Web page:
Our First Day In Israel
As the sun creeped over the hills surrounding the sea of Gallalee this morning it became clear that we were no longer sitting in Terminal 1 at JFK. The fresh air, hummus, and Hebrew made it abundantly clear- we're in Israel! After a full 24 hours of traveling, the residents of Bus 161 were ready to begin our journey. We'd learned most of each other's names, met our Israeli counterparts, and had something to eat that wasn't airline food.
We started the day with a hike in the Golan Heights. After learning our Hebrew word of the day, "boker tov" (Good morning!), we set off well equipped for the adventure. Hats, water, and selfie sticks were in abundance. A leisurely stroll through cow pastures and long forgotten farm buildings turned serious as the group encountered its first obstacle: a small patch of mud. Hopping from rock to rock we made it throughly largely unscathed save for a few muddy feet and dropped water bottles. We carried on and found rocks to scramble over and creeks to help each other cross. Many of us commented on how the scenery reminded of us hiking memories from home, but the excitement to be here in Israel was real. As we sat scattered among the rocks surrounding a small stream-fed pool, our Israeli tour guide, Moos, told us about the world leading progress Israel is making in terms of sustainable water management. Excited by all this talk of water and unafraid of how cold it supposedly was a few of the group decided to jump in. The water turned out to be "WWAAHOOOO GET ME OUT OF HERE ITS FREEEEEZING" cold. They promptly warmed themselves on sunny rocks.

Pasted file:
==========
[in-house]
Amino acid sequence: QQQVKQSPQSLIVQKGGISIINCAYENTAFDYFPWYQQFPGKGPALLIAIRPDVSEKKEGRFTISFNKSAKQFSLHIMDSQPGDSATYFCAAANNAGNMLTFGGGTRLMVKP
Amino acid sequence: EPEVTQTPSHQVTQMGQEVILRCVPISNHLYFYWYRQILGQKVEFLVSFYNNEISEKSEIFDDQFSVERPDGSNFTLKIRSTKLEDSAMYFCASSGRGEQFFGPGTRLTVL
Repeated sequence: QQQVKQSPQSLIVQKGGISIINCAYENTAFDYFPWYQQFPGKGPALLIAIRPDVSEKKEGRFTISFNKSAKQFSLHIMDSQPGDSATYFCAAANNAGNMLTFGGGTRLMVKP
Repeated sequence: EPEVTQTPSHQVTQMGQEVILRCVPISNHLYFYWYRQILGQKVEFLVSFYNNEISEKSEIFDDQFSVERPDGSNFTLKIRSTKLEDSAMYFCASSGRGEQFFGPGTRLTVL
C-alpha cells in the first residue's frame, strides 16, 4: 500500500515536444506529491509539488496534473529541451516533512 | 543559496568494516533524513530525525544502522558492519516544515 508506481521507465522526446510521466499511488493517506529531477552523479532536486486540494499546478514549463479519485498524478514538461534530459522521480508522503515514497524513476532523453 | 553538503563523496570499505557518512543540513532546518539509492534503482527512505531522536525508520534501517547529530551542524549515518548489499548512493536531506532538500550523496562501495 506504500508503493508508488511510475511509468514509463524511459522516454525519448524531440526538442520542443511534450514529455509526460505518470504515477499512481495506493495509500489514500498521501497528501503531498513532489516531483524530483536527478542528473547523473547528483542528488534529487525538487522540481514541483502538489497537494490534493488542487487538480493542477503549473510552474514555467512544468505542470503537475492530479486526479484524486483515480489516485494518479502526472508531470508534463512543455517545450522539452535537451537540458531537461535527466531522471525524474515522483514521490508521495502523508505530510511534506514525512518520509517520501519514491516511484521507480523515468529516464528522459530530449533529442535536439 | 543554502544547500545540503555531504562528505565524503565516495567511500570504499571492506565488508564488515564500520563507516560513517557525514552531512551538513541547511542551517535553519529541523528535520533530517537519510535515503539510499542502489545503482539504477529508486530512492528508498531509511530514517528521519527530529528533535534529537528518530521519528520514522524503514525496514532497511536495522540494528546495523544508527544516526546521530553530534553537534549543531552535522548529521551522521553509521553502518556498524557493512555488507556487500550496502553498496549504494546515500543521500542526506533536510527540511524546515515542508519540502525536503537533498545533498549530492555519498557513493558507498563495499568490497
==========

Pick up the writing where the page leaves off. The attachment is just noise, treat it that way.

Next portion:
Up next was a trip to Mount Bental with its view of Syria. We sat on the retired battlements as Moos told us of the region's history and current troubles. He explained that the town visible in the valley below had changed hands recently during the ongoing conflict in Syria. It was a powerful moment to be looking down on an area we had previously only experienced through laptop screens and news reports. As we made our way back to the hotel to for Shabbat ceremonies the discussion continued. How do we, as Jews with our own history of being refugees, respond to the situation happening presently in neighboring Syria? How do we approach questions of territory and conflict? Of course, we couldn't solve major geopolitical issues on a crowded bus, but it was a thought provoking introduction to one of the many themes of our trip.
In a few moments, we will gather for our first Shabbat as a group, or as we've started to refer to ourselves, a family. Shabbat shalom to all our loved ones following along.